While Hawthorn needs a more sustained team effort, when it clicks it can still play good football and that's the danger for the Bulldogs today.

In contrast to the Hawks, the Bulldogs have a relatively young side and you can see where they are going, but they are not in the same league as the big boys yet due to some obvious flaws in their structure.

 

Shaun Burgoyne has signed a one-year extension. Picture: Michael Klein
Shaun Burgoyne has signed a one-year extension. Picture: Michael Klein

 

I used to have a coach who said, "Football is simple." Get the tap at the centre bounce, deliver to the forward and kick a goal. Oh if only it was that easy!

At the Bulldogs, Tim English taps to Bailey Smith, who is shepherded by Marcus Bontempelli, who kicks to Aaron Naughton, who marks and kicks a goal.

That there is the core of the Bulldogs' future.

But there are still holes in their game. The Bulldogs are mauled by bigger forwards and need another key back to support Alex Keath, because neither Zaine Cordy or Ryan Gardner are quite quick enough or strong enough to go up against the best forwards in the comp.

The Dogs certainly need another key forward to keep the pressure off Naughton.

This should be Josh Bruce or Josh Schache but they haven't yet been up to the task.

He's had more support from Mitch Wallis who has been fantastic but isn't big enough in the air to provide a continual challenge.

It seems the Bulldogs can't make up their minds on Matthew Suckling, Sam Lloyd and Tory Dickson at half forward, so I wouldn't be surprised if they are not at the club next year.

In the centre English could do with assistance when he comes up against the likes of Nic Naitanui, Brodie Grundy, and Max Gawn. He is going to be a fine ruckman, but right now he would benefit from a similar set up to St Kilda with Rowan Marshall and Paddy Ryder.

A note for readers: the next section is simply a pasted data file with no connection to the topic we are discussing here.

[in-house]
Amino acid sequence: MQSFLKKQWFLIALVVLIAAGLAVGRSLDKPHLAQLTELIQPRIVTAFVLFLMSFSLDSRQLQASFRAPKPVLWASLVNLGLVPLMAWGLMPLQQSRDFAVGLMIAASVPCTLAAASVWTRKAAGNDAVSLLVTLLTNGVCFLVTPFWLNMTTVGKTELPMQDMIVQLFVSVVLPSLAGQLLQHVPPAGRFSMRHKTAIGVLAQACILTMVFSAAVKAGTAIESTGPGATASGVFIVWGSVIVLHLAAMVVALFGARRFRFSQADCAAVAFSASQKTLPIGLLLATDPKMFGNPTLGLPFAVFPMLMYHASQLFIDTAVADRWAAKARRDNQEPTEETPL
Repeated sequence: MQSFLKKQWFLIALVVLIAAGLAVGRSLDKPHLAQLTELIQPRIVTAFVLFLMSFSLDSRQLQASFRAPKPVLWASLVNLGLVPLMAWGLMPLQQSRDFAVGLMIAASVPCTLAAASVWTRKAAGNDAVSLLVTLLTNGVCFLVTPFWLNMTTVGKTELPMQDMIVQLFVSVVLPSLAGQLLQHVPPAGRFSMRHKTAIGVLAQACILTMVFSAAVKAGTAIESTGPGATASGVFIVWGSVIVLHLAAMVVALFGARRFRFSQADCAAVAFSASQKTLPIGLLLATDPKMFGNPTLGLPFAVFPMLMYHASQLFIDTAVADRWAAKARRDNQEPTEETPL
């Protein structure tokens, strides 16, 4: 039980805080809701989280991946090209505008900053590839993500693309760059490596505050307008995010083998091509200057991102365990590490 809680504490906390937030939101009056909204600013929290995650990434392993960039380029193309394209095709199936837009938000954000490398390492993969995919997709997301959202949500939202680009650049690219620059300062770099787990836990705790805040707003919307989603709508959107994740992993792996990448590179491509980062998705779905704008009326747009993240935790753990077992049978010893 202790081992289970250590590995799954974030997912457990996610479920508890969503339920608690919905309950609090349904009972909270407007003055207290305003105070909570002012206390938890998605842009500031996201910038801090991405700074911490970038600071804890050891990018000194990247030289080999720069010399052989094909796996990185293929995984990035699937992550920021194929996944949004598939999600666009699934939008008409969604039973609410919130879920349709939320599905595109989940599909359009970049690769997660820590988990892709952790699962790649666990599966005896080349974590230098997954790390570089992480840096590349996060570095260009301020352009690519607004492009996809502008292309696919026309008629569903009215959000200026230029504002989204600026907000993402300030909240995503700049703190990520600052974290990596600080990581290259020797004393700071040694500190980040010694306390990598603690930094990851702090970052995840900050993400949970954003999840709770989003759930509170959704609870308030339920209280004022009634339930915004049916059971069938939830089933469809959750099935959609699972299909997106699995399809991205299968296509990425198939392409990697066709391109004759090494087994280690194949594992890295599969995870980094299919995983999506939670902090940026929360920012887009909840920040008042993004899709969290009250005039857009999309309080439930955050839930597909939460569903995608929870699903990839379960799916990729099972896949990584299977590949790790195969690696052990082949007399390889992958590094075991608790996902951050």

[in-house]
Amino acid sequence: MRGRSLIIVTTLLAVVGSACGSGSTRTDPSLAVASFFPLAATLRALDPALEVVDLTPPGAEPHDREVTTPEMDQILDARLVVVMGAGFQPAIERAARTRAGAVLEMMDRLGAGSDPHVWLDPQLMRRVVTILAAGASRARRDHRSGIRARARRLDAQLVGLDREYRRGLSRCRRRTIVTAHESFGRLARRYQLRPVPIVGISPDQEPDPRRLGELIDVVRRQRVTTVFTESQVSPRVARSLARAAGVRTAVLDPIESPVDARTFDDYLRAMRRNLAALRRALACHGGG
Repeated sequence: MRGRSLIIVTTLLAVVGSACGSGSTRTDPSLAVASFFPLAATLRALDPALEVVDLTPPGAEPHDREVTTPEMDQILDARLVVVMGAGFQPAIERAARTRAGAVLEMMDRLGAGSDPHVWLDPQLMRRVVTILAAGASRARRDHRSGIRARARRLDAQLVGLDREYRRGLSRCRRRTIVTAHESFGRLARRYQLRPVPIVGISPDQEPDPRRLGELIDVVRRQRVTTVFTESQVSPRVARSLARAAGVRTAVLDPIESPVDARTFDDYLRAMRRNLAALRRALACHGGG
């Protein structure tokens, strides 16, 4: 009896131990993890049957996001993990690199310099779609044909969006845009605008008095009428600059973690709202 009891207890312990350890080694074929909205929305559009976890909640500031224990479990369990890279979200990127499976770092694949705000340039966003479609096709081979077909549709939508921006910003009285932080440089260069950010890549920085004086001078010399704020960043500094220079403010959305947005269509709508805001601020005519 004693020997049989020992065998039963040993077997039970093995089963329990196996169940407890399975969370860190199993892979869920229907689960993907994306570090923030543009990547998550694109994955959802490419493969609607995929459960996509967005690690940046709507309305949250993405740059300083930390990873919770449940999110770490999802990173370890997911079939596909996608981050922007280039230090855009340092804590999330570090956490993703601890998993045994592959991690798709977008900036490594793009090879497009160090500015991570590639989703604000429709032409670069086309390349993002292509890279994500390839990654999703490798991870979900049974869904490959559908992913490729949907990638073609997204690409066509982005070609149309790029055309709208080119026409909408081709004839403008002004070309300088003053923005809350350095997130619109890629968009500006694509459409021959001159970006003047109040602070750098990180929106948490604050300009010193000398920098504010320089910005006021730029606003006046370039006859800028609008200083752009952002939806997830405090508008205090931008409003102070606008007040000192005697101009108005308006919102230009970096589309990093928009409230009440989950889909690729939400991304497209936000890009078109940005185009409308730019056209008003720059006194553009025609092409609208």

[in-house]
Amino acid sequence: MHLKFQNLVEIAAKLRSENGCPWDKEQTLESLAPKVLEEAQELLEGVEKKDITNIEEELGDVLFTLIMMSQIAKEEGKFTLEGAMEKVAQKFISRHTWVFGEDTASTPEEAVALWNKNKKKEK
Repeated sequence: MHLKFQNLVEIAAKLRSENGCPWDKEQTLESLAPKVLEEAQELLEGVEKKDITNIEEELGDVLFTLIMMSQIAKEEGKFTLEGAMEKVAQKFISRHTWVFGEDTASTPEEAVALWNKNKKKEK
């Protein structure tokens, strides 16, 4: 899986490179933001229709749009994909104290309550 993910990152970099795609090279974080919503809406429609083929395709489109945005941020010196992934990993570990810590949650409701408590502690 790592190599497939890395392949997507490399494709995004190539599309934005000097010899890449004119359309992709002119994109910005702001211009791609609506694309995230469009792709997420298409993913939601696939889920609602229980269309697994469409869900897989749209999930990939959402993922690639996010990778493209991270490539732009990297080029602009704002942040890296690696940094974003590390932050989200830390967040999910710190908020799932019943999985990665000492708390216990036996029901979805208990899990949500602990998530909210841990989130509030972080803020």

Tim English needs support while he develops, says Mick Malthouse. Picture: Matt Roberts/Getty Images
Tim English needs support while he develops, says Mick Malthouse. Picture: Matt Roberts/Getty Images

 

They Dogs are also lacking another clean, one-touch midfielder with speed. Tom Liberatore is a clearance machine. Jack Macrae, Bontempelli, Smith, and Bailey Williams are high possession getters with extreme talent. Bontempelli has grown in leadership with the captaincy role while maintaining his high standards.

The Bulldogs are generally competitive, but a lack of maturity in some games due to the young age of the team, has meant they can't beat clubs above them on the ladder. One big player at both ends of the ground, some backup in the ruck, and another midfielder could be all they need for some major improvement next season.

They may need to look at free agency and trading to get what they need.

While the Bulldogs are playing for a top eight spot and Hawthorn is playing for pride, there could be more heat in this contest after Luke Beveridge rightfully called out Clarkson on the holding the ball rule change demands.

Clarkson took on City Hall, and with so much pull, they buckled an rewrote the rule book. It was only a few weeks later that they realised they'd been taken for a ride and caused total and utter confusion. I hope they've learnt their lesson not to change any rules mid-season.

Maybe Clarkson is deflecting in taking on John Longmire, Beveridge, Damien Hardwick, and Tom Papley, or maybe he's just reached the end of his tether.

Either way, today is going to be a very interesting match, and on for young and old.

 

MORE AFL:

 

Why Burgoyne signed on for 20th season

 

Damning stats for lifeless Roos in shellacking

 

Jack's back and he's letting his critics know

 

 

 

Originally published as Malthouse: How Clarko must go about rebuild